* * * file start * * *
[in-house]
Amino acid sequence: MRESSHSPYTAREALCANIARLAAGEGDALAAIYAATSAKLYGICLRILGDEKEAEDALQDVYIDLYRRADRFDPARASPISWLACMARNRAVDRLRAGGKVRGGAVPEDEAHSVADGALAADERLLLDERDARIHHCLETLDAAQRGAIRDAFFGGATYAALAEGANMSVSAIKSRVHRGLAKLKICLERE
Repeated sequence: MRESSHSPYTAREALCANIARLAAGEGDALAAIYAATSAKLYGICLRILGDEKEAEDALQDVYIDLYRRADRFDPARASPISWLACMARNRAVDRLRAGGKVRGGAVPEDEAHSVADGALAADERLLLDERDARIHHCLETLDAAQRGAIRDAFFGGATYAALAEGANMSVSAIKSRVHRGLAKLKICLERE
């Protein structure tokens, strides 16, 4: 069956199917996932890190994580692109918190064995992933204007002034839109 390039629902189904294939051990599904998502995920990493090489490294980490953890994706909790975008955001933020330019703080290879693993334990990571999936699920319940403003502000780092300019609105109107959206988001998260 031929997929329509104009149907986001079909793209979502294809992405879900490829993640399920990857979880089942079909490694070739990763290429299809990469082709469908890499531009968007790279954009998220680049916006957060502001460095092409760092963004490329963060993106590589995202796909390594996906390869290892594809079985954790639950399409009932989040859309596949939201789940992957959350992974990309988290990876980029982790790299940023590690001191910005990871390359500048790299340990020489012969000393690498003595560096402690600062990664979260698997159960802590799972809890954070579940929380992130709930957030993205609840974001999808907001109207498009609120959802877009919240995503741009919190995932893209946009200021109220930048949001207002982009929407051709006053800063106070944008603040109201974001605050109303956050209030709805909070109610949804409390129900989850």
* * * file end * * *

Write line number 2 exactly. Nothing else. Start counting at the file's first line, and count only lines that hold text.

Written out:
Amino acid sequence: MRESSHSPYTAREALCANIARLAAGEGDALAAIYAATSAKLYGICLRILGDEKEAEDALQDVYIDLYRRADRFDPARASPISWLACMARNRAVDRLRAGGKVRGGAVPEDEAHSVADGALAADERLLLDERDARIHHCLETLDAAQRGAIRDAFFGGATYAALAEGANMSVSAIKSRVHRGLAKLKICLERE